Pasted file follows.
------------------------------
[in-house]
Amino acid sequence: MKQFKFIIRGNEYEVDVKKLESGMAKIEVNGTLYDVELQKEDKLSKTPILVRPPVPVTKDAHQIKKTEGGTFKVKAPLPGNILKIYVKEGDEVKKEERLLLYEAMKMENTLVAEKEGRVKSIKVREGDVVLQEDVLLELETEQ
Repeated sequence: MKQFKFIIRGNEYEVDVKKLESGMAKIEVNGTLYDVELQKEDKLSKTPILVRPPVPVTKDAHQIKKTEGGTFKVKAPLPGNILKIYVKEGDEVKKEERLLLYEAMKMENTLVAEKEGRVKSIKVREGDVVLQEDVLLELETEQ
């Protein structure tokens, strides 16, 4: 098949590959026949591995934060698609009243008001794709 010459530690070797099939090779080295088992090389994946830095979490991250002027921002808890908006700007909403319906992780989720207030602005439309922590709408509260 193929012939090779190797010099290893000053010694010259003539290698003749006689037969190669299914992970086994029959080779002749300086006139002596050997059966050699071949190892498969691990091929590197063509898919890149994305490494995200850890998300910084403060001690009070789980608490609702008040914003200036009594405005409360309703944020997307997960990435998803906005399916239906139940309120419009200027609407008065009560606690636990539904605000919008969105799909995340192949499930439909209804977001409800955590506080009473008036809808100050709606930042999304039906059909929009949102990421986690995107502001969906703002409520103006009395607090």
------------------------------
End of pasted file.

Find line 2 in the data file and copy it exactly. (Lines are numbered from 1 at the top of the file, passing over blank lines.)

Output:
Amino acid sequence: MKQFKFIIRGNEYEVDVKKLESGMAKIEVNGTLYDVELQKEDKLSKTPILVRPPVPVTKDAHQIKKTEGGTFKVKAPLPGNILKIYVKEGDEVKKEERLLLYEAMKMENTLVAEKEGRVKSIKVREGDVVLQEDVLLELETEQ